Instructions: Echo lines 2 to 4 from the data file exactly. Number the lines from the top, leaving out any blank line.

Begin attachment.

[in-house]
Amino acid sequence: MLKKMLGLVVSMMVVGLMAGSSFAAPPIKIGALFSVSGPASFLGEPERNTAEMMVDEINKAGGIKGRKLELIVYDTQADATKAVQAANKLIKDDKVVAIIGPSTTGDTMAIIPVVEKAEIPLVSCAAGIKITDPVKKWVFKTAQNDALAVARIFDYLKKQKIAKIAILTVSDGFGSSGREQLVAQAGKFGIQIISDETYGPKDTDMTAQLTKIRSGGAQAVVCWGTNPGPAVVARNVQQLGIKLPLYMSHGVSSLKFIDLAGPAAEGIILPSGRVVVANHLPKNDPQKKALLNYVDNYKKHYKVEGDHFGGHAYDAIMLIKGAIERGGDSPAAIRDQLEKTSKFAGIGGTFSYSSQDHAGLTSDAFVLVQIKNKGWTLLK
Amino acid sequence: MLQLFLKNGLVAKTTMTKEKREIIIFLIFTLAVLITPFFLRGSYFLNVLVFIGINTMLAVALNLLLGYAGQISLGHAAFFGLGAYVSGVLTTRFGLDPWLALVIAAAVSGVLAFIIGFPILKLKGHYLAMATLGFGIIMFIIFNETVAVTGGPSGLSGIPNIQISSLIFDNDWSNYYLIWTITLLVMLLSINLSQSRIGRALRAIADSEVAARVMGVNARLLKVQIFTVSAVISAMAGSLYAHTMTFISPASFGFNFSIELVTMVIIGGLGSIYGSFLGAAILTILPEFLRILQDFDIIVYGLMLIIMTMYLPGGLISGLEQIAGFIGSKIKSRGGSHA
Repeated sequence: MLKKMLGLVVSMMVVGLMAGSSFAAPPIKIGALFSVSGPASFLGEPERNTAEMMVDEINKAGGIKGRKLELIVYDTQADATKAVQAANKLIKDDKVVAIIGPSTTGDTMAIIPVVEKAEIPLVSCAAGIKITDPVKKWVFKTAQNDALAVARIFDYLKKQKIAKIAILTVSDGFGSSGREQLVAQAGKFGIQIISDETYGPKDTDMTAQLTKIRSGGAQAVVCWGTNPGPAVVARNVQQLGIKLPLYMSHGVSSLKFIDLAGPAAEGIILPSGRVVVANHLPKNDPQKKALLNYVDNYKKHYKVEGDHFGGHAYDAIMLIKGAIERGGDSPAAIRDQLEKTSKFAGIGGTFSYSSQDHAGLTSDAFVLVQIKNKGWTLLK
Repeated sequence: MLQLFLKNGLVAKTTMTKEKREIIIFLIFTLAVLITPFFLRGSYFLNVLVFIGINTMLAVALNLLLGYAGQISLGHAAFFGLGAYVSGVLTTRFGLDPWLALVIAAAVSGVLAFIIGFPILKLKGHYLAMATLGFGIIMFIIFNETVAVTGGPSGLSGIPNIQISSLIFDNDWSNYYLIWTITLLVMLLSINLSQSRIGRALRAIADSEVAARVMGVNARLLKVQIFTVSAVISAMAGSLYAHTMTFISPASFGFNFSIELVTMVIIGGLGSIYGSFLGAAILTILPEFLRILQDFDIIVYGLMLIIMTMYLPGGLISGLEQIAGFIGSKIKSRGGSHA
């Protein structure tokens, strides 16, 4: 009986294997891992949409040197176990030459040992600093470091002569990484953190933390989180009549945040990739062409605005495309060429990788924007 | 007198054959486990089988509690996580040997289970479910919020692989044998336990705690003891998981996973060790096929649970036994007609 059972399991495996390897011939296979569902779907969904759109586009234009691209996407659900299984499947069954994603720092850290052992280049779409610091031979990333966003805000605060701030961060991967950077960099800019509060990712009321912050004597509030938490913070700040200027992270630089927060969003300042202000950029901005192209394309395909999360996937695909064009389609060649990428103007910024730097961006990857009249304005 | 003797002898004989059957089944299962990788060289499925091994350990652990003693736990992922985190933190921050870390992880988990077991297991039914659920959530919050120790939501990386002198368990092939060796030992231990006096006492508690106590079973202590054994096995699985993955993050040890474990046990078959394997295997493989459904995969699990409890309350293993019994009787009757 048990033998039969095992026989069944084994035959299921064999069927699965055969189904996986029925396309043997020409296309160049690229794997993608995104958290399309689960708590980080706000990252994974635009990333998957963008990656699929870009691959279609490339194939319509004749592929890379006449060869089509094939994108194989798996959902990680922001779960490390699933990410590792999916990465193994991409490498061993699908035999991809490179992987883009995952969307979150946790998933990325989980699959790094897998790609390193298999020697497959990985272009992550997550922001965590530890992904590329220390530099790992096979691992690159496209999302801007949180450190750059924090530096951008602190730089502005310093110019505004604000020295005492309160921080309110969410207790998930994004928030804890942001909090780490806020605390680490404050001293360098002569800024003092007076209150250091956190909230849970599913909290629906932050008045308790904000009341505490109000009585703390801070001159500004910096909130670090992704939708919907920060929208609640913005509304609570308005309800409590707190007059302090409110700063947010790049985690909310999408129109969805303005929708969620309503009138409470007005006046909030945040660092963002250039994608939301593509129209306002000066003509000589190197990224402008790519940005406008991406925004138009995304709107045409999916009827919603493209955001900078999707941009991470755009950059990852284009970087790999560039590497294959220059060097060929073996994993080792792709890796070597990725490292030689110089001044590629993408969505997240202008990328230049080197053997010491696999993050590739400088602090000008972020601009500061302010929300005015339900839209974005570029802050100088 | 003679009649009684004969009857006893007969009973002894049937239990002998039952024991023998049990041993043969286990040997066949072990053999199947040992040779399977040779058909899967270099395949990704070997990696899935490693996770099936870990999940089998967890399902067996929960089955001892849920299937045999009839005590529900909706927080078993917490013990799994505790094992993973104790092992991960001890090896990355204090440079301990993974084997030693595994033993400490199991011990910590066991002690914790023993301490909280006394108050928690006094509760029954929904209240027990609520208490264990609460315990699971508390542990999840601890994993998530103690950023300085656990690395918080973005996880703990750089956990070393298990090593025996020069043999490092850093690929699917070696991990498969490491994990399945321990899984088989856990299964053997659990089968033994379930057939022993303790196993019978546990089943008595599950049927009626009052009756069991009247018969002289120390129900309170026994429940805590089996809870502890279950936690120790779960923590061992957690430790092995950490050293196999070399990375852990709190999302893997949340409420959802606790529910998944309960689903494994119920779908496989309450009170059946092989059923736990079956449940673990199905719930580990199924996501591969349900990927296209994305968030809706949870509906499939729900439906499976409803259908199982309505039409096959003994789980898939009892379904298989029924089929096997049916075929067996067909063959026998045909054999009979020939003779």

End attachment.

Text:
Amino acid sequence: MLKKMLGLVVSMMVVGLMAGSSFAAPPIKIGALFSVSGPASFLGEPERNTAEMMVDEINKAGGIKGRKLELIVYDTQADATKAVQAANKLIKDDKVVAIIGPSTTGDTMAIIPVVEKAEIPLVSCAAGIKITDPVKKWVFKTAQNDALAVARIFDYLKKQKIAKIAILTVSDGFGSSGREQLVAQAGKFGIQIISDETYGPKDTDMTAQLTKIRSGGAQAVVCWGTNPGPAVVARNVQQLGIKLPLYMSHGVSSLKFIDLAGPAAEGIILPSGRVVVANHLPKNDPQKKALLNYVDNYKKHYKVEGDHFGGHAYDAIMLIKGAIERGGDSPAAIRDQLEKTSKFAGIGGTFSYSSQDHAGLTSDAFVLVQIKNKGWTLLK
Amino acid sequence: MLQLFLKNGLVAKTTMTKEKREIIIFLIFTLAVLITPFFLRGSYFLNVLVFIGINTMLAVALNLLLGYAGQISLGHAAFFGLGAYVSGVLTTRFGLDPWLALVIAAAVSGVLAFIIGFPILKLKGHYLAMATLGFGIIMFIIFNETVAVTGGPSGLSGIPNIQISSLIFDNDWSNYYLIWTITLLVMLLSINLSQSRIGRALRAIADSEVAARVMGVNARLLKVQIFTVSAVISAMAGSLYAHTMTFISPASFGFNFSIELVTMVIIGGLGSIYGSFLGAAILTILPEFLRILQDFDIIVYGLMLIIMTMYLPGGLISGLEQIAGFIGSKIKSRGGSHA
Repeated sequence: MLKKMLGLVVSMMVVGLMAGSSFAAPPIKIGALFSVSGPASFLGEPERNTAEMMVDEINKAGGIKGRKLELIVYDTQADATKAVQAANKLIKDDKVVAIIGPSTTGDTMAIIPVVEKAEIPLVSCAAGIKITDPVKKWVFKTAQNDALAVARIFDYLKKQKIAKIAILTVSDGFGSSGREQLVAQAGKFGIQIISDETYGPKDTDMTAQLTKIRSGGAQAVVCWGTNPGPAVVARNVQQLGIKLPLYMSHGVSSLKFIDLAGPAAEGIILPSGRVVVANHLPKNDPQKKALLNYVDNYKKHYKVEGDHFGGHAYDAIMLIKGAIERGGDSPAAIRDQLEKTSKFAGIGGTFSYSSQDHAGLTSDAFVLVQIKNKGWTLLK